In 1948 David Ogilvy founded the agency that would later become Ogilvy & Mather. Ogilvy, who is often called the father of advertising, emphasized that the goal of advertising is to sell products and that successful advertising is based on information about the end consumer. Two of Ogilvy’s most famous campaigns are “The man in the Hathaway shirt” which was modeled after Baron George Wrangell in an aristocratic eye patch and “Only Dove is one-quarter moisturizing cream” which helped Dove become the top selling soap in the U.S.
In the 70’s Ogilvy & Mather created a series of so-called house ads to better explain what they did and how they were different from other agencies. One of the most powerful ads is entitled “How to create advertising that sells”. At nearly 2000 words, it breaks one of its own rules on brevity but is worth reading over and over again.
Here are four of my favorites pieces of advice:
The most important decision
We have learned that the effect of your advertising on your sales depends more on this decision than on any other: How should you position your product? Should you position Schweppes as a soft drink – or as a mixer? Should you position Dove as a product for dry skin or as a product which gets hands really clean? The results of your campaign depend less on how we write your advertising than how your product is positioned. It follows that positioning should be decided before the advertising is created. Research can help. Look before you leap.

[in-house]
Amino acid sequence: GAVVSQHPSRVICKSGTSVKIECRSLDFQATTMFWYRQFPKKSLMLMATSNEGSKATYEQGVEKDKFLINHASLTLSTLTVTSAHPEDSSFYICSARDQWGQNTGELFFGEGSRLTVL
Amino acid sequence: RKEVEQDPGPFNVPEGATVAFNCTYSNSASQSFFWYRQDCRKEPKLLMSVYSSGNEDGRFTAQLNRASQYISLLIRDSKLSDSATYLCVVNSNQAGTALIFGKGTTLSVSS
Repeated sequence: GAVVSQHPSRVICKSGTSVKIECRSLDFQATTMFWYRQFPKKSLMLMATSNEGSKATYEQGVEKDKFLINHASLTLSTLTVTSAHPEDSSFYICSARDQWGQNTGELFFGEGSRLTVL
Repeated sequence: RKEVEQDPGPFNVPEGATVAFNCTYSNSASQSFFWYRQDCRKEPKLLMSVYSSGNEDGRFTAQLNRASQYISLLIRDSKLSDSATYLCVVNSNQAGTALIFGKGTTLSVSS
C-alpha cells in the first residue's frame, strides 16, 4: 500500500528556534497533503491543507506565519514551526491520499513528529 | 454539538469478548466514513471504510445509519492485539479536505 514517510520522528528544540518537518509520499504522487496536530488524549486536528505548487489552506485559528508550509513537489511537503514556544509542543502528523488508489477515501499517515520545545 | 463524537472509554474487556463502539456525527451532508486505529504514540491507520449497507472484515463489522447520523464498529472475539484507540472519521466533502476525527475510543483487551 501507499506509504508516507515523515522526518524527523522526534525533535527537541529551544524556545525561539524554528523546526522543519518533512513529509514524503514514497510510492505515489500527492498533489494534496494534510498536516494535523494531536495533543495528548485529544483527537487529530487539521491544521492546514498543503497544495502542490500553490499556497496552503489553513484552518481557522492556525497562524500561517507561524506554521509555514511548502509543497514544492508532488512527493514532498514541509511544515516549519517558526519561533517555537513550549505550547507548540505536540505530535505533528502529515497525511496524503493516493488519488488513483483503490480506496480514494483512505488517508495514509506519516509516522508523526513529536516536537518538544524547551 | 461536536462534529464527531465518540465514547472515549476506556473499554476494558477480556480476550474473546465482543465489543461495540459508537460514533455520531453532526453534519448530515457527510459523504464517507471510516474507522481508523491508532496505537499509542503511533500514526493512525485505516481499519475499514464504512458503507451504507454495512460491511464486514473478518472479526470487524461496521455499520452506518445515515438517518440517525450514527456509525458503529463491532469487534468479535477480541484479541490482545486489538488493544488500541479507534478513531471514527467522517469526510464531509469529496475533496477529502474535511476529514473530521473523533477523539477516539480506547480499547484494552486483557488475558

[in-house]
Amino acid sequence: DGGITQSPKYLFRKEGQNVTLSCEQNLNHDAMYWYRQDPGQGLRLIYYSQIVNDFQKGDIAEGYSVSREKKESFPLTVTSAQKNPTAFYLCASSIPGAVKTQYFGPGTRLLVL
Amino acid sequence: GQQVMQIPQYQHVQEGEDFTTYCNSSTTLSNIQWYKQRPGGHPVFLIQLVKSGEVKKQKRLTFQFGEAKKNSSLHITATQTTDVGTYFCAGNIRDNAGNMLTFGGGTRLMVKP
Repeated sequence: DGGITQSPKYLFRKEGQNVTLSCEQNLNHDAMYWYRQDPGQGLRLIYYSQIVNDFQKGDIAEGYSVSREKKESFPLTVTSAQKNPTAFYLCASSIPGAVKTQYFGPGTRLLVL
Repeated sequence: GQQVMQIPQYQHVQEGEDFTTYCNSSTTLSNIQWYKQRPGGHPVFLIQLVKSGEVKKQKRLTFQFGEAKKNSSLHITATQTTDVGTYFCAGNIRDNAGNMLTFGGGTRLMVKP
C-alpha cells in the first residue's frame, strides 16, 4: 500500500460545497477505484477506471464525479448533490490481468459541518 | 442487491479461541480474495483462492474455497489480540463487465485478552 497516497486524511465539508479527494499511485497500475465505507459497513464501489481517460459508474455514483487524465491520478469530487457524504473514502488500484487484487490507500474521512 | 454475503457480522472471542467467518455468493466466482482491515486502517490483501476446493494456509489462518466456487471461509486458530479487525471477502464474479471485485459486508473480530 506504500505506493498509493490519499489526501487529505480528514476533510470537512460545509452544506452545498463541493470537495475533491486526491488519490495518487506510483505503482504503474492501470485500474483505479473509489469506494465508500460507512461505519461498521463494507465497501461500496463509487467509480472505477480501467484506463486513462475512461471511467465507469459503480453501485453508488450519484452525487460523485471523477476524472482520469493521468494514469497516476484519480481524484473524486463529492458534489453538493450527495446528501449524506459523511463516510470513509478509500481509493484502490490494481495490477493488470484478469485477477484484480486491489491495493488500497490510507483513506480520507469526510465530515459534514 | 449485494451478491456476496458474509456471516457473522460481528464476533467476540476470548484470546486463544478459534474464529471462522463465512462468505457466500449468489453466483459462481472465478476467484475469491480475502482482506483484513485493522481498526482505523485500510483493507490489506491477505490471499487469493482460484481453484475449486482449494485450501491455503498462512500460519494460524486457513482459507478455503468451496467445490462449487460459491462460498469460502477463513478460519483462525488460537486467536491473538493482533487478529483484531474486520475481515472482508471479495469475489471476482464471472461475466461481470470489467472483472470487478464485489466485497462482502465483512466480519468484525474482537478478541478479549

The second most important decision is this: what should you promise the customer? A promise is not a claim, or a theme, or a slogan. It is a benefit for the consumer. It pays to promise a benefit which is unique and competitive, and the product must deliver the benefit you promise. Most advertising promises nothing. It is doomed to fail in the marketplace.
What Works Best In Television
Avoid logorrhea. Make your pictures tell the story. What you show is more important than what you say. Many commercials drown the viewer in a torrent of words. We call that logorrhea, (rhymes with diarrhea.) We have created some great commercials without words.
What Works Best In Print
Headline. On the average, five times as many people read the headline as read the body copy. It follows that, if you don’t sell the product in your headline, you have wasted eighty percent of your money. That is why most Ogilvy and Mather headlines include the brand name and the promise.
Would David approve of your advertising?
(Disclaimer: Ogilvy and Mather is the agency of record for my employer.)